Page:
Artifact Spotlight: Army Distinguished Service Medal, c.1943

---Kiersten Tibbetts, Curatorial Intern

Admiral Henry Kent Hewitt (1887-1972) was highly decorated during his service with the United States Navy. His various honors included two Navy Crosses, two Navy Distinguished Service Medals, and various foreign decorations, including Great Britain's Order of the Bath.  In addition to these honors, Admiral Hewitt was one of a select group of naval officers to receive the Army Distinguished Service Medal.

Admiral Hewitt's naval career began in 1907 with the Great White Fleet’s cruise around the world and ended with his retirement in 1949. He achieved international recognition for his role in the Allied victory of World War II. As Commander, Amphibious Force Atlantic Fleet, Admiral Hewitt established Army troops ashore at North Africa during Operation TORCH.  This operation led to the surrender of the Axis Powers in French North Africa, thereby securing the Mediterranean Sea for future operations by the Allied Powers.  Hewitt then served as Commander of the Eighth Fleet and led amphibious forces during the invasion of Sicily and the landings at Salerno in 1943. While still in command the following year, he played an integral part in Operation DRAGOON, the landing of the Seventh Army for the invasion of Southern France. This operation forced the German Army to abandon that region.

Secretary of War Henry L. Stimson presents VADM Hewitt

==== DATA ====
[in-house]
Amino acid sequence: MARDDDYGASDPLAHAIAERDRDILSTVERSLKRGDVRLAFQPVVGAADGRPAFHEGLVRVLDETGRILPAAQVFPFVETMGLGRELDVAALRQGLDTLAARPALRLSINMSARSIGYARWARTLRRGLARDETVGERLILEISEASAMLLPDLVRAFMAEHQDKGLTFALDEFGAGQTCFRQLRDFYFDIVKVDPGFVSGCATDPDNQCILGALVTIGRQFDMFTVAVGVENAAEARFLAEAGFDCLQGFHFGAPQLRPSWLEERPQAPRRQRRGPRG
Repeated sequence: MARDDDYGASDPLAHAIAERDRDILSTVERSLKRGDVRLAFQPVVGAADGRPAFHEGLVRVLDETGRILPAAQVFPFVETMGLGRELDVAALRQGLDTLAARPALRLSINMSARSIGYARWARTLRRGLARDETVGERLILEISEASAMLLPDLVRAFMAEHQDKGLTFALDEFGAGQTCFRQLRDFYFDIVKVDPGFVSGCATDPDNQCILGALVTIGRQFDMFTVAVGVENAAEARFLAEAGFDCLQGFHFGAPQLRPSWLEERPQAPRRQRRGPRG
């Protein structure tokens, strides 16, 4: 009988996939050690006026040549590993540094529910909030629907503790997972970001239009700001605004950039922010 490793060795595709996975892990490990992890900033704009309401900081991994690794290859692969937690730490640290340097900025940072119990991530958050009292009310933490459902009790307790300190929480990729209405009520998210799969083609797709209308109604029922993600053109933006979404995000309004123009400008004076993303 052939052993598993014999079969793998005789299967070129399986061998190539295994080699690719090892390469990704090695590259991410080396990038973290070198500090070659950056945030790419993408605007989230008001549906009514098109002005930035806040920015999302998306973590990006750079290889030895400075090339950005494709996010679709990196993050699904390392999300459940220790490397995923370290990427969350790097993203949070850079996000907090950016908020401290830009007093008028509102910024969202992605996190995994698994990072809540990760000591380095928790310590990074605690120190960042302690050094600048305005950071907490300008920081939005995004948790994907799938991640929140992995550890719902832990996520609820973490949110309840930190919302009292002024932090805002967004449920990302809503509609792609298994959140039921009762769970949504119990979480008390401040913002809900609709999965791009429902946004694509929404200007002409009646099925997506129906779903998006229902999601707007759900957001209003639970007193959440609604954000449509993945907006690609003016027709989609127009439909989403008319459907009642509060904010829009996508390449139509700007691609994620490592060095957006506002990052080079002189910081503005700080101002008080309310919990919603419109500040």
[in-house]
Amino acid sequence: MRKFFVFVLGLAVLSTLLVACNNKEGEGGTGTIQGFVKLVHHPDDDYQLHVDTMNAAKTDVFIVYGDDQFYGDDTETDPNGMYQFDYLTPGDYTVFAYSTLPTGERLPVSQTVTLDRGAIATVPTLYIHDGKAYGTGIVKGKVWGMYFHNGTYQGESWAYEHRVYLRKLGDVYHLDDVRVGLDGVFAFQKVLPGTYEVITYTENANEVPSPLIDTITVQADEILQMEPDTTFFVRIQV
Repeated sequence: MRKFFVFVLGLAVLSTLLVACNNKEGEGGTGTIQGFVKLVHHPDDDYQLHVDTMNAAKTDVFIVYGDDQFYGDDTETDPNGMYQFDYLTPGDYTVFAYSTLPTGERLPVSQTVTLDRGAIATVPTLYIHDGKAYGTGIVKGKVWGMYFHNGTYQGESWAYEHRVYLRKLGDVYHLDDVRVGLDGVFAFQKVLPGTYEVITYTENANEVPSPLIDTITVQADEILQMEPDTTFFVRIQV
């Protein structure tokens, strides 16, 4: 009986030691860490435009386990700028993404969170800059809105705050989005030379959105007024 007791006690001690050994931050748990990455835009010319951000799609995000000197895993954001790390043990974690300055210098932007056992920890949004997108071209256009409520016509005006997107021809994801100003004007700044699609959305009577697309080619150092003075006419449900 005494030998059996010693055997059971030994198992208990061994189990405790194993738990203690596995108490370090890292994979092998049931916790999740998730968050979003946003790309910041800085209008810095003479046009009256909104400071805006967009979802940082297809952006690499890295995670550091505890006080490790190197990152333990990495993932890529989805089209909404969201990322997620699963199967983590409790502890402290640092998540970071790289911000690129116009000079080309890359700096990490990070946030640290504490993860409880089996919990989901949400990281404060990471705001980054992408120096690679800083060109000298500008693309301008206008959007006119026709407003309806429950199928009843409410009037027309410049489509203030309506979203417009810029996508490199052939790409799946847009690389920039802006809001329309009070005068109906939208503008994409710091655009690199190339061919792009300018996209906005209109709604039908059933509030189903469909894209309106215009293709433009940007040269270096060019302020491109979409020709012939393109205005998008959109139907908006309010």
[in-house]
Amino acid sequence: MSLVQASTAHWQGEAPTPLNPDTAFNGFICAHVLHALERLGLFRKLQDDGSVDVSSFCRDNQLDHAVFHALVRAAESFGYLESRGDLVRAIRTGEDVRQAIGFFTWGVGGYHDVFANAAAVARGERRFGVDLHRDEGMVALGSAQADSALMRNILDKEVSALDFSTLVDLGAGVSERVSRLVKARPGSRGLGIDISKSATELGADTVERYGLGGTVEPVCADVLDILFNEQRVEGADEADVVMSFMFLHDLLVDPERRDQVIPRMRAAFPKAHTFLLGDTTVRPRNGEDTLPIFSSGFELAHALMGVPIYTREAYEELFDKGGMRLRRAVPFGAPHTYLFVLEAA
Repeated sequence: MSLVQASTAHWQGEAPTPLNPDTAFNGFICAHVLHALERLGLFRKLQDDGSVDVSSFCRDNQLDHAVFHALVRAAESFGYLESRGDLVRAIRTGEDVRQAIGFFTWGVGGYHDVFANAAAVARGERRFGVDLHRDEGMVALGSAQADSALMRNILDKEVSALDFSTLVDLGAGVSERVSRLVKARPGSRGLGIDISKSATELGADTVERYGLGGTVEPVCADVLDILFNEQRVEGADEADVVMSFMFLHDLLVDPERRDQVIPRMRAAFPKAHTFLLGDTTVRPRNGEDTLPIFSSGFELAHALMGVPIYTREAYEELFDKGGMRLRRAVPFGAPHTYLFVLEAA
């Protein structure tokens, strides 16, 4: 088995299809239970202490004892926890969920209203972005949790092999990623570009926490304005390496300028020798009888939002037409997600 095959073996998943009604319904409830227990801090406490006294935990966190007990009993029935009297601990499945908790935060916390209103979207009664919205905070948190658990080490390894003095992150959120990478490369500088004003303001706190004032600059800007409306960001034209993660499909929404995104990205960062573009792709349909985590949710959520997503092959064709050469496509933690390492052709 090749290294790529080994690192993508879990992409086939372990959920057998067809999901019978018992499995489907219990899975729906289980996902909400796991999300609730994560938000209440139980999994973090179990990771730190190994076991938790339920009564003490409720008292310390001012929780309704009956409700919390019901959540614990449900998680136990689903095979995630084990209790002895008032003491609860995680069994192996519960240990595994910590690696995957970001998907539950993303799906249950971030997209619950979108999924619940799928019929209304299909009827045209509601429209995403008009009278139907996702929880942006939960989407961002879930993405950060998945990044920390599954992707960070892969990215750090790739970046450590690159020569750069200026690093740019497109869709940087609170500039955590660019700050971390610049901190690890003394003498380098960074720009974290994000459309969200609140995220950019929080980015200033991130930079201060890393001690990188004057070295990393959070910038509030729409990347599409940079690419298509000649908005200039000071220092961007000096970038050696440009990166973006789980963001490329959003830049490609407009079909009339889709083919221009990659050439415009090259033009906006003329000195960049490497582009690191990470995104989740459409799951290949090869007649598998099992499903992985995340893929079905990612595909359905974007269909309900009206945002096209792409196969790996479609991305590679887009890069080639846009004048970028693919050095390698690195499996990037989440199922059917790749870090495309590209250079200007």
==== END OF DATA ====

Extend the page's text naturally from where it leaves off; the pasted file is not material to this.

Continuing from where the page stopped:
with the Army DSM on January 6, 1943. Admiral Ernest J.
King (center) and General George C. Marshall are in
attendance. NWC Naval Historical Collection
Admiral Hewitt was awarded two Army Distinguished Service medals for his vital roles in Operation TORCH and Operation DRAGOON. The Army Distinguished Service Medal is awarded to any member of the United States Army who showed "exceptionally meritorious service to the Government in a duty of great responsibility.” Out of a total 1,458 Army Distinguished Service medals awarded during World War II, Admiral Hewitt was one of only thirty recipients from the U.S. Navy. The medal, authorized by Presidential Order on January 2, 1918, can be awarded to other service members, but only in wartime and under exceptional circumstances. The bronze medallion bears the Coat of Arms of the United States and hangs from a red, white, and blue ribbon.  This was a great honor and demonstrated the vital role Admiral Hewitt played in several large Army operations during the war. The first award was presented by Secretary of War Henry L. Stimson in January 1943. In lieu of a second medal, a bronze oak leaf cluster was given.

Admiral Hewitt’s awards and decorations, including this medal, are on display in the museum's Naval War College exhibit. Hewitt had a long and close relationship with the college. He lectured on naval gunnery in 1924 and 1925 and after graduating with the senior class of 1929, taught as a member of the Department of Operations, Strategy, and Tactics. He addressed the college on Operation TORCH in 1945. From 1946 to 1947, he served on special assignment and lectured on his wartime experiences. His contributions were honored when the college named the library and classroom building in his honor in 1976.

Gift of Mrs. Floride Hunt Hewitt                                                                                          73.01.03


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